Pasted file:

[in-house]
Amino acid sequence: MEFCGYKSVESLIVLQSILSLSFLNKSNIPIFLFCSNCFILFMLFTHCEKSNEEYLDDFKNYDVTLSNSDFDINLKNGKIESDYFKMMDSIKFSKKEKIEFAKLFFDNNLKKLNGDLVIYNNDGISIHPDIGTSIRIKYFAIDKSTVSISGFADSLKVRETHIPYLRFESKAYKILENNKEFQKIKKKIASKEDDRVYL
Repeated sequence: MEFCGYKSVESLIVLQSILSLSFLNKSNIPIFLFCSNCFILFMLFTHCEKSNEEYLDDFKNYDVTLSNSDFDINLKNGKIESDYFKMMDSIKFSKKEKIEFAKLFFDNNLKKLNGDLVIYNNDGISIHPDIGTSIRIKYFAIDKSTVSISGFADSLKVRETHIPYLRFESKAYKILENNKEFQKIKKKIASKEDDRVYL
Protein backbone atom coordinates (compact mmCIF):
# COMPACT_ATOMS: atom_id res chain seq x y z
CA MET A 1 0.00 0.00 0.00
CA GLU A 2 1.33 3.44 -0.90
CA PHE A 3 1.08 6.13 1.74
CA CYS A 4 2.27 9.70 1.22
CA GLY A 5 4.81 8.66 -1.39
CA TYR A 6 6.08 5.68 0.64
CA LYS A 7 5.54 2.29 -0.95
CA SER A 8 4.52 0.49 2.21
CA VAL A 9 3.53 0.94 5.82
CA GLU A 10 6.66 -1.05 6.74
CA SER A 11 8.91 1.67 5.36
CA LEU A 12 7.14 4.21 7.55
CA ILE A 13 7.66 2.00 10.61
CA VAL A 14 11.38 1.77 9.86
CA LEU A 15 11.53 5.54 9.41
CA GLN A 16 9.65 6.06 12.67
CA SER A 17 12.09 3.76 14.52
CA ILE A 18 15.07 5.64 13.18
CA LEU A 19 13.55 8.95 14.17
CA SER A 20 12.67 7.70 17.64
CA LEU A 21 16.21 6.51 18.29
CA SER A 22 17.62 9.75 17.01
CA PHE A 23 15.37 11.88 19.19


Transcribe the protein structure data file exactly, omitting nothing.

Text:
[in-house]
Amino acid sequence: MEFCGYKSVESLIVLQSILSLSFLNKSNIPIFLFCSNCFILFMLFTHCEKSNEEYLDDFKNYDVTLSNSDFDINLKNGKIESDYFKMMDSIKFSKKEKIEFAKLFFDNNLKKLNGDLVIYNNDGISIHPDIGTSIRIKYFAIDKSTVSISGFADSLKVRETHIPYLRFESKAYKILENNKEFQKIKKKIASKEDDRVYL
Repeated sequence: MEFCGYKSVESLIVLQSILSLSFLNKSNIPIFLFCSNCFILFMLFTHCEKSNEEYLDDFKNYDVTLSNSDFDINLKNGKIESDYFKMMDSIKFSKKEKIEFAKLFFDNNLKKLNGDLVIYNNDGISIHPDIGTSIRIKYFAIDKSTVSISGFADSLKVRETHIPYLRFESKAYKILENNKEFQKIKKKIASKEDDRVYL
Protein backbone atom coordinates (compact mmCIF):
# COMPACT_ATOMS: atom_id res chain seq x y z
CA MET A 1 0.00 0.00 0.00
CA GLU A 2 1.33 3.44 -0.90
CA PHE A 3 1.08 6.13 1.74
CA CYS A 4 2.27 9.70 1.22
CA GLY A 5 4.81 8.66 -1.39
CA TYR A 6 6.08 5.68 0.64
CA LYS A 7 5.54 2.29 -0.95
CA SER A 8 4.52 0.49 2.21
CA VAL A 9 3.53 0.94 5.82
CA GLU A 10 6.66 -1.05 6.74
CA SER A 11 8.91 1.67 5.36
CA LEU A 12 7.14 4.21 7.55
CA ILE A 13 7.66 2.00 10.61
CA VAL A 14 11.38 1.77 9.86
CA LEU A 15 11.53 5.54 9.41
CA GLN A 16 9.65 6.06 12.67
CA SER A 17 12.09 3.76 14.52
CA ILE A 18 15.07 5.64 13.18
CA LEU A 19 13.55 8.95 14.17
CA SER A 20 12.67 7.70 17.64
CA LEU A 21 16.21 6.51 18.29
CA SER A 22 17.62 9.75 17.01
CA PHE A 23 15.37 11.88 19.19